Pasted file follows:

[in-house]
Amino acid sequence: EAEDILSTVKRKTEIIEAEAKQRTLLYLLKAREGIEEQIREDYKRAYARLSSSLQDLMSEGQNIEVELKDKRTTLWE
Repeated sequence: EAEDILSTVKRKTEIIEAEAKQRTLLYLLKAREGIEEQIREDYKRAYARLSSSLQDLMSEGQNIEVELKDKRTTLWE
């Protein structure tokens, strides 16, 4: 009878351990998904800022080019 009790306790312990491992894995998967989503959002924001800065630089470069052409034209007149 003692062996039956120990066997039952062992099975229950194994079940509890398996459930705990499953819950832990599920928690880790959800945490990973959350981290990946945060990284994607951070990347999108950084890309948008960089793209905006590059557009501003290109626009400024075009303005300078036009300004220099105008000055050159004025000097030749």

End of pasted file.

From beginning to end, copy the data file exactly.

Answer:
[in-house]
Amino acid sequence: EAEDILSTVKRKTEIIEAEAKQRTLLYLLKAREGIEEQIREDYKRAYARLSSSLQDLMSEGQNIEVELKDKRTTLWE
Repeated sequence: EAEDILSTVKRKTEIIEAEAKQRTLLYLLKAREGIEEQIREDYKRAYARLSSSLQDLMSEGQNIEVELKDKRTTLWE
């Protein structure tokens, strides 16, 4: 009878351990998904800022080019 009790306790312990491992894995998967989503959002924001800065630089470069052409034209007149 003692062996039956120990066997039952062992099975229950194994079940509890398996459930705990499953819950832990599920928690880790959800945490990973959350981290990946945060990284994607951070990347999108950084890309948008960089793209905006590059557009501003290109626009400024075009303005300078036009300004220099105008000055050159004025000097030749």